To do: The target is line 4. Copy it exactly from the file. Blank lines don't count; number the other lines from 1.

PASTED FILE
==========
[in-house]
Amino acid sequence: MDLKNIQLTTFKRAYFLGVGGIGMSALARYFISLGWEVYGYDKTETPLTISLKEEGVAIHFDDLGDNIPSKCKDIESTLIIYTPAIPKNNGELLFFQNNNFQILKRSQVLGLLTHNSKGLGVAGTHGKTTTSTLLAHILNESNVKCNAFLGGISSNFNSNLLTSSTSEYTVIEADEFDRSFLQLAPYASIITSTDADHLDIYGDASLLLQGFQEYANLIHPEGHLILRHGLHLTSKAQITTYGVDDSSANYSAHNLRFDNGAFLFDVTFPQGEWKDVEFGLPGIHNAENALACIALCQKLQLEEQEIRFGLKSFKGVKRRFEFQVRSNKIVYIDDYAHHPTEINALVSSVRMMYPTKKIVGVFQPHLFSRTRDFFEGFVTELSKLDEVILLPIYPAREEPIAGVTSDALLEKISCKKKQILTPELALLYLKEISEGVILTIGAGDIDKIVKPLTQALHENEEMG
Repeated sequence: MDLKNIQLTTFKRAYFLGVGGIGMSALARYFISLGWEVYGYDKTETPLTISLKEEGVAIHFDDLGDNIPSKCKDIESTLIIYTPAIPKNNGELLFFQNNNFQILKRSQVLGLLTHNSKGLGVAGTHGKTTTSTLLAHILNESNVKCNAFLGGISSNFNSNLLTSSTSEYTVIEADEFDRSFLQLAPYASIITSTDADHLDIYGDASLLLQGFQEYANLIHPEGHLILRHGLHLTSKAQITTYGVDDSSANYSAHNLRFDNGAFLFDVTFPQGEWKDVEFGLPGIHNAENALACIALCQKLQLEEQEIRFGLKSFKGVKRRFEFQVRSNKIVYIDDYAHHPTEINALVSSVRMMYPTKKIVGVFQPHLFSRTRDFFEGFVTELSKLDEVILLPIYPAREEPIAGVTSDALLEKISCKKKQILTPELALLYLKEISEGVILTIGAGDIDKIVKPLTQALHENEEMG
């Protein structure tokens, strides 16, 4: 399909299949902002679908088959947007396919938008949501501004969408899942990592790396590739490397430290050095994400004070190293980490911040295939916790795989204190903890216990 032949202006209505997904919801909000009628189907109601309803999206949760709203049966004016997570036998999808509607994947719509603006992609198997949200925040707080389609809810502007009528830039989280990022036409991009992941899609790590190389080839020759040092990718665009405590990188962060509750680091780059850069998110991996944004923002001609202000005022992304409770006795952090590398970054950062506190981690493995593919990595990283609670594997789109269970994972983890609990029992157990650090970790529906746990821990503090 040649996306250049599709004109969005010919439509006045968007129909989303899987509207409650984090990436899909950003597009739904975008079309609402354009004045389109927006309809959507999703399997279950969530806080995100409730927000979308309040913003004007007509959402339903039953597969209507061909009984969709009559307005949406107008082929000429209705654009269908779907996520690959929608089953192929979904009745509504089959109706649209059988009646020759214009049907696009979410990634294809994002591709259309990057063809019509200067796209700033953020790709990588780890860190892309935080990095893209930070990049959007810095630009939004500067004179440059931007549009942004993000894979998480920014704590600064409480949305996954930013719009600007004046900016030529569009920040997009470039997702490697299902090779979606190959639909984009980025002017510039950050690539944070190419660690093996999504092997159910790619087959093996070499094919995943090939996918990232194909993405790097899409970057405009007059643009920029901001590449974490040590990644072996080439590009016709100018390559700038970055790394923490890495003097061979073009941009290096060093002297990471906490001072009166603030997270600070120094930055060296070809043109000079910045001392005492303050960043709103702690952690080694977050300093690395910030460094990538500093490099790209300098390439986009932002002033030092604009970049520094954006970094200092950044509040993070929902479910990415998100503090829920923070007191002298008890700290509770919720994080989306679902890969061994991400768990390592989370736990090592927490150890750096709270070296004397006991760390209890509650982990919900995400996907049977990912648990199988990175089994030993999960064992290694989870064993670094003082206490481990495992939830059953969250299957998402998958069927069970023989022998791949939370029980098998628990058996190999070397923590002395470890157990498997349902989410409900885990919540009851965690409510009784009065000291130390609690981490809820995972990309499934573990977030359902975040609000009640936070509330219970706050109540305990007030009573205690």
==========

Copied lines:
């Protein structure tokens, strides 16, 4: 399909299949902002679908088959947007396919938008949501501004969408899942990592790396590739490397430290050095994400004070190293980490911040295939916790795989204190903890216990 032949202006209505997904919801909000009628189907109601309803999206949760709203049966004016997570036998999808509607994947719509603006992609198997949200925040707080389609809810502007009528830039989280990022036409991009992941899609790590190389080839020759040092990718665009405590990188962060509750680091780059850069998110991996944004923002001609202000005022992304409770006795952090590398970054950062506190981690493995593919990595990283609670594997789109269970994972983890609990029992157990650090970790529906746990821990503090 040649996306250049599709004109969005010919439509006045968007129909989303899987509207409650984090990436899909950003597009739904975008079309609402354009004045389109927006309809959507999703399997279950969530806080995100409730927000979308309040913003004007007509959402339903039953597969209507061909009984969709009559307005949406107008082929000429209705654009269908779907996520690959929608089953192929979904009745509504089959109706649209059988009646020759214009049907696009979410990634294809994002591709259309990057063809019509200067796209700033953020790709990588780890860190892309935080990095893209930070990049959007810095630009939004500067004179440059931007549009942004993000894979998480920014704590600064409480949305996954930013719009600007004046900016030529569009920040997009470039997702490697299902090779979606190959639909984009980025002017510039950050690539944070190419660690093996999504092997159910790619087959093996070499094919995943090939996918990232194909993405790097899409970057405009007059643009920029901001590449974490040590990644072996080439590009016709100018390559700038970055790394923490890495003097061979073009941009290096060093002297990471906490001072009166603030997270600070120094930055060296070809043109000079910045001392005492303050960043709103702690952690080694977050300093690395910030460094990538500093490099790209300098390439986009932002002033030092604009970049520094954006970094200092950044509040993070929902479910990415998100503090829920923070007191002298008890700290509770919720994080989306679902890969061994991400768990390592989370736990090592927490150890750096709270070296004397006991760390209890509650982990919900995400996907049977990912648990199988990175089994030993999960064992290694989870064993670094003082206490481990495992939830059953969250299957998402998958069927069970023989022998791949939370029980098998628990058996190999070397923590002395470890157990498997349902989410409900885990919540009851965690409510009784009065000291130390609690981490809820995972990309499934573990977030359902975040609000009640936070509330219970706050109540305990007030009573205690």